Re:Durability of the Mac (5, Interesting)

Oz Factor (63676) | more than 10 years ago | (#8015259)

Yeah, I agree. The small office that I used to work in still has a Mac SE tucked under a desk that acts as a Fax server and does some NAT routing. Not bad for a 15+ year old computer.

Re:Durability of the Mac (5, Interesting)

Basehart (633304) | more than 10 years ago | (#8015396)

"We're finally tossing the last of our original Macs"

Sounds like Bank Of America talking!

Their branches here in the NW have been running SE's as terminals since the SE was introduced, and I still see them sat on manager desks and in reception areas.

If I was responsible for deciding what hardware replaces those machines I'd be hard pressed to switch to a different manufacturer after using the same Apple hardware for such a long time.

Link to the famous ad? (1, Interesting)

Anonymous Coward | more than 10 years ago | (#8015141)

I've never seen the famous Superbowl Mac ad. Can anyone provide a link to it online?

sure (0)

Anonymous Coward | more than 10 years ago | (#8015175)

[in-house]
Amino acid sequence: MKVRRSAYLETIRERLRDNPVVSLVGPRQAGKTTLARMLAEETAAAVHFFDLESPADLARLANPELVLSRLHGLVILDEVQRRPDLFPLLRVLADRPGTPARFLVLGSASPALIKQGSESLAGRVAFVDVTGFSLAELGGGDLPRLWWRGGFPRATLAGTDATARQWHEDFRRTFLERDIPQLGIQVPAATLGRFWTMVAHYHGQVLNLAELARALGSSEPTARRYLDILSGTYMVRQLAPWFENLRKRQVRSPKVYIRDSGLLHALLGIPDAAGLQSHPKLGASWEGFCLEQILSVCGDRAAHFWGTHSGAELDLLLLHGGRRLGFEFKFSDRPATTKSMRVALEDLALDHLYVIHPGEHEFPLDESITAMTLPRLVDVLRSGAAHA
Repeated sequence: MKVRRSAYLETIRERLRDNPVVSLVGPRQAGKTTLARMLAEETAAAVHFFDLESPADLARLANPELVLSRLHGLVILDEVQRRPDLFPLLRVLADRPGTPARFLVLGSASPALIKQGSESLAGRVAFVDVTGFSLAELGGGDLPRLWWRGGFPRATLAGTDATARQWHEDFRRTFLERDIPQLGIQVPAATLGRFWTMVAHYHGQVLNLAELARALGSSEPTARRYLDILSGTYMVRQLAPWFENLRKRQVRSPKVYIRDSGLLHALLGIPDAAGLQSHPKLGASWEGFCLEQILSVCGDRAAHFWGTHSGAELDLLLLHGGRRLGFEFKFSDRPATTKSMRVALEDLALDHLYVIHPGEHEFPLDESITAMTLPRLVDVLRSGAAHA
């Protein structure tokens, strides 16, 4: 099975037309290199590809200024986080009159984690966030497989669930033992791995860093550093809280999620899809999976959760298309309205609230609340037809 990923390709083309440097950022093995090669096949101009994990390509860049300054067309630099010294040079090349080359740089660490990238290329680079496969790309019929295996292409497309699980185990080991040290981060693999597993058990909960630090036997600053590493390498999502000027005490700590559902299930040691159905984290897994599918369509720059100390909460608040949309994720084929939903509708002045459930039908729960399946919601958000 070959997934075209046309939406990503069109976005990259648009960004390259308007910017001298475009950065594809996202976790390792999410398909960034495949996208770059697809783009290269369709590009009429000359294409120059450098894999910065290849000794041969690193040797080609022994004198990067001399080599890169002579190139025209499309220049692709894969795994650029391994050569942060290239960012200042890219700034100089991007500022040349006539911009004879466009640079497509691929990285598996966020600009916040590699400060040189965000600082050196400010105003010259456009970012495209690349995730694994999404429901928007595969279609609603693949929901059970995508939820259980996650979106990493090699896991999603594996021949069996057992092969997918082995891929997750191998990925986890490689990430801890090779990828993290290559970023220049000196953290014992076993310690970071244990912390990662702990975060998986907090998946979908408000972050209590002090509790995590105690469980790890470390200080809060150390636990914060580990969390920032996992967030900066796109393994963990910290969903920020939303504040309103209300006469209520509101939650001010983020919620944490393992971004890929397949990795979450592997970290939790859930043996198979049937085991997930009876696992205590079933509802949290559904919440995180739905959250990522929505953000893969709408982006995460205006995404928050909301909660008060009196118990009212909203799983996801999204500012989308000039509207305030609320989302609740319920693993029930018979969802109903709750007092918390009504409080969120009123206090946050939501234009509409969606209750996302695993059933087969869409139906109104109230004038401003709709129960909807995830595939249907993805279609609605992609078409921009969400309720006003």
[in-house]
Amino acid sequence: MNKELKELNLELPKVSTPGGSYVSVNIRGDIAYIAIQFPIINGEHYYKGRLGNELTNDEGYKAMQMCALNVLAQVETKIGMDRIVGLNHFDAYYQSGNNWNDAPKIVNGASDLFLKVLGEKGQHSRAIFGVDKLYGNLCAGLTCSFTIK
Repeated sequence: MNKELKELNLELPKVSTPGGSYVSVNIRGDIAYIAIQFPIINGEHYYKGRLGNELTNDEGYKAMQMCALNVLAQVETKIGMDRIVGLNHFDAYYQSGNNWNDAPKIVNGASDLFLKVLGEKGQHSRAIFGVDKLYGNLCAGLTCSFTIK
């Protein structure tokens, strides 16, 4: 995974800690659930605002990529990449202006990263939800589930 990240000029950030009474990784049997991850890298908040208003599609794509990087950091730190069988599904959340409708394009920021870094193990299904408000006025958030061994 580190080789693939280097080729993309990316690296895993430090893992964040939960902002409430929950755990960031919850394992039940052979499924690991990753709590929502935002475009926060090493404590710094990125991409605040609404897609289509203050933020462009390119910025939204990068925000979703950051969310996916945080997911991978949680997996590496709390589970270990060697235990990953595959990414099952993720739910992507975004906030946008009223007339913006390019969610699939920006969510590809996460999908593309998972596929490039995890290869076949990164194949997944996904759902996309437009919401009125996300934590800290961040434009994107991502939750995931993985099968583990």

http://www.peoplesdaily.com

Re:Link to the famous ad? (5, Informative)

squarefish (561836) | more than 10 years ago | (#8015178)

http://www.uriah.com/apple-qt/1984.html [uriah.com] and new version [apple.com] : notice the ipod?

Re:Link to the famous ad? (1)

midifarm (666278) | more than 10 years ago | (#8015309)

I love the iPod in the regurgitated version!

Peace

The Ad (4, Informative)

anarchima (585853) | more than 10 years ago | (#8015210)

http://www.apple-history.com/movies/1984.mov [apple-history.com]

Plus, a neato article on it here: http://www.duke.edu/~tlove/mac.htm [duke.edu]

Re:The Ad (1)

inertia@yahoo.com (156602) | more than 10 years ago | (#8015280)

Slashdotted? Anyway, it's 404. Apple re-released it:

http://www.apple.com/hardware/ads/1984/

You just have to ignore the digital alteration they made (they added something).

I remember all of this (5, Funny)

Anonymous Coward | more than 10 years ago | (#8015144)

I remember all of this, and one of the things quite a few people said at the time

"This is the end of apple. They're dead"

heh. Apple. Going out of business since 1977

Re:I remember all of this (4, Interesting)

questamor (653018) | more than 10 years ago | (#8015296)

Here's a link to a google newsgroups search [google.com.au] for all the mentions of Macintosh up until January 24 1984. It's all the same rumormongering that goes on before Apple's releases today, just shifted a fifth of a century back.